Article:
Brokenness, Beauty, & the God Who Makes All Things New

As we sit on the beach, I watch my youngest as she hunts for shells. She races up to me, sharing her finds. Over and over she brings them to me, delighting in each of them as treasure:


“Mom, isn’t that orange color beautiful?”

“Look at the curves of this one, aren’t they pretty?

“Feel how smooth this shell is!”

“I love the stripes on this one.”

As I survey her pile, I realize that none of these shells are ones that I would have chosen. These are not the ones you’d set out on display. They are broken and chipped, each marred in some way. While my daughter notices the beauty, I see the brokenness.  I observe what is missing, rather than seeing the remnant of loveliness that remains.

As I look at the shells, I realize each of us are a bit like them: broken and chipped in some way. We retain remnants of glory, but none of us retain the perfection we were created to display. It’s for this very reason our world is full of the greed, racism, terrorism, unkindness, anger, and all the other forms of brokenness we see each day (both on the news and in the mirror). Like these shells, even the best of us are too marred to be taken home and set out on display.

And yet, in the midst of all the bad news, there is hope. The good news of the gospel is that God is working to make us new. While these shells are broken without hope of returning to their former beauty, if we are in Christ, we are being gradually changed. Our outer selves may be wasting away, but our inner self is being renewed, day by day (2 Cor 4:16).

Just as my daughter noticed the individual beauty in each of her shells, it’s a hopeful endeavor to look for signs of God’s redeeming work in each other. In the midst of grieving our brokenness, we can also rejoice at the hints of love, joy, peace, patience, kindness, and goodness that we see lived out in the body of Christ. By doing so, we display the paradox of being those who are sorrowful, yet rejoicing (2 Cor. 6:10).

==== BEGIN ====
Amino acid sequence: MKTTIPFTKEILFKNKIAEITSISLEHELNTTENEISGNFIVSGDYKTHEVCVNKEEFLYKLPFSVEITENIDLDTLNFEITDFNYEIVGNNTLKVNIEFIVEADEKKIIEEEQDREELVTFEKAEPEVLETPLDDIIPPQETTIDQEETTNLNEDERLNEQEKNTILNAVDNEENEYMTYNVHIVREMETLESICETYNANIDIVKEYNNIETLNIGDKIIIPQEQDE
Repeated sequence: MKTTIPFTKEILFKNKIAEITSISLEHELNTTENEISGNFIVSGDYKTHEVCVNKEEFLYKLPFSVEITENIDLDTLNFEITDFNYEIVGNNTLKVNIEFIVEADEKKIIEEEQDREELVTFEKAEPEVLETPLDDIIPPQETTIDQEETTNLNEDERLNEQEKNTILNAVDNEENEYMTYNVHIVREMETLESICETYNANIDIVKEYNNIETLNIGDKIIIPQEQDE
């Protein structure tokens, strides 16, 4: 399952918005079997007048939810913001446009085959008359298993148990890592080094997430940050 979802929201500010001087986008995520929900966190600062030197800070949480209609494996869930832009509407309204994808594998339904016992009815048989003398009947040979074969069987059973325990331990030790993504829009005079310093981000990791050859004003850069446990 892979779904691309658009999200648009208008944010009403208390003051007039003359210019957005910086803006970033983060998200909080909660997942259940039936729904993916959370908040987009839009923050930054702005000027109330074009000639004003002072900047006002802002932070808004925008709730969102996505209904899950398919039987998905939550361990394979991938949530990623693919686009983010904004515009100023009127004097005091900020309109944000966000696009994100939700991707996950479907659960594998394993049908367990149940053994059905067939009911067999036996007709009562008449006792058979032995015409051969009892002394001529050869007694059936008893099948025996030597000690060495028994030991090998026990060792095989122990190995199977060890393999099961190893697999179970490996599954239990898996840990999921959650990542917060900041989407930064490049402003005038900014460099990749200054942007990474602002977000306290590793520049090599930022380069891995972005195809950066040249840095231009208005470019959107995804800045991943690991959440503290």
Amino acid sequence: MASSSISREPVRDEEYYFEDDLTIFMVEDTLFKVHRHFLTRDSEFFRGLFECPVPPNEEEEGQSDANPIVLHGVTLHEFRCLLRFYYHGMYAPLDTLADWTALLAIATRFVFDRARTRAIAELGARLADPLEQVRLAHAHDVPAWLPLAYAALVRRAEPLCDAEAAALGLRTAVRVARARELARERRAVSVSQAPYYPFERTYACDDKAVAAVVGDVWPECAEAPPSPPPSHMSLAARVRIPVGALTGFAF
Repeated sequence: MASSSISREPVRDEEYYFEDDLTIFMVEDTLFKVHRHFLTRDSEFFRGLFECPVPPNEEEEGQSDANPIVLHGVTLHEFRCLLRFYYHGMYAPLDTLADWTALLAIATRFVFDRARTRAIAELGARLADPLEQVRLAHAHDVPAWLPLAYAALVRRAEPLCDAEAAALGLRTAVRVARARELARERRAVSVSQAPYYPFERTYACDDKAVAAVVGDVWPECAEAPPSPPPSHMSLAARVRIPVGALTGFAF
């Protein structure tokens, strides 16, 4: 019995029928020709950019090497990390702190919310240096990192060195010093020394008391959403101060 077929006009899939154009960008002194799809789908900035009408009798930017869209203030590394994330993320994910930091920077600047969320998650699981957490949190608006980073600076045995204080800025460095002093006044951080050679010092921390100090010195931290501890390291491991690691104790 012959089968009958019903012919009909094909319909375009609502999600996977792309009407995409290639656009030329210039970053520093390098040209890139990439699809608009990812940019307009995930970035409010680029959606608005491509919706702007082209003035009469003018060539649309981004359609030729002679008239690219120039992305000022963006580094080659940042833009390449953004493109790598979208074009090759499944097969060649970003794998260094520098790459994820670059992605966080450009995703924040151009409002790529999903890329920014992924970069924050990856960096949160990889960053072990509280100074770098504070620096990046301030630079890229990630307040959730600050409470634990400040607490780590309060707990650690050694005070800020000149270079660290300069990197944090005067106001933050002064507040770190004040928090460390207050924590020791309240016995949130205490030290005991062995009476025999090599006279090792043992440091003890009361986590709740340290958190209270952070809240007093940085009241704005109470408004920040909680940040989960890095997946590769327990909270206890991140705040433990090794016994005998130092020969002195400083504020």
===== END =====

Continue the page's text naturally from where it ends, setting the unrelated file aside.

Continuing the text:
In their book, The Meaning of Marriage, Tim and Kathy Keller discuss having this sort of expectant view:

It is to look at another person and get a glimpse of the person God is creating, and to say, “I see who God is making you, and it excites me! I want to be part of that. I want to partner with you and God in the journey you are taking to his throne. And when we get there, I will look at your magnificence and say, “I always knew you could be like this. I got glimpses of it on earth, but now look at you!”

Currently, we see hints of God’s work in the lives of those around us. May we encourage one another with the glimpses of beauty we see. One day, He will take us home and we will shine radiantly, set on display for His glory:

The Spirit of the Sovereign Lord is on me, because the Lord has anointed me to preach good news to the poor. He has sent me to bind up the brokenhearted, to proclaim freedom for the captives and release from darkness for the prisoners, to proclaim the year of the LORD’s favor and the day of vengeance of our God, to comfort all who mourn,  and provide for those who grieve in Zion — to bestow on them a crown of beauty instead of ashes, the oil of gladness instead of mourning, and a garment of praise instead of a spirit of despair. They will be called oaks of righteousness, a planting of the Lord for the display of his splendor (Is 61:1-3, NIV, italics added).

Ashes exchanged for beauty. Grieving turned to gladness. A garment of praise instead of despair. This is our God. He makes all things new.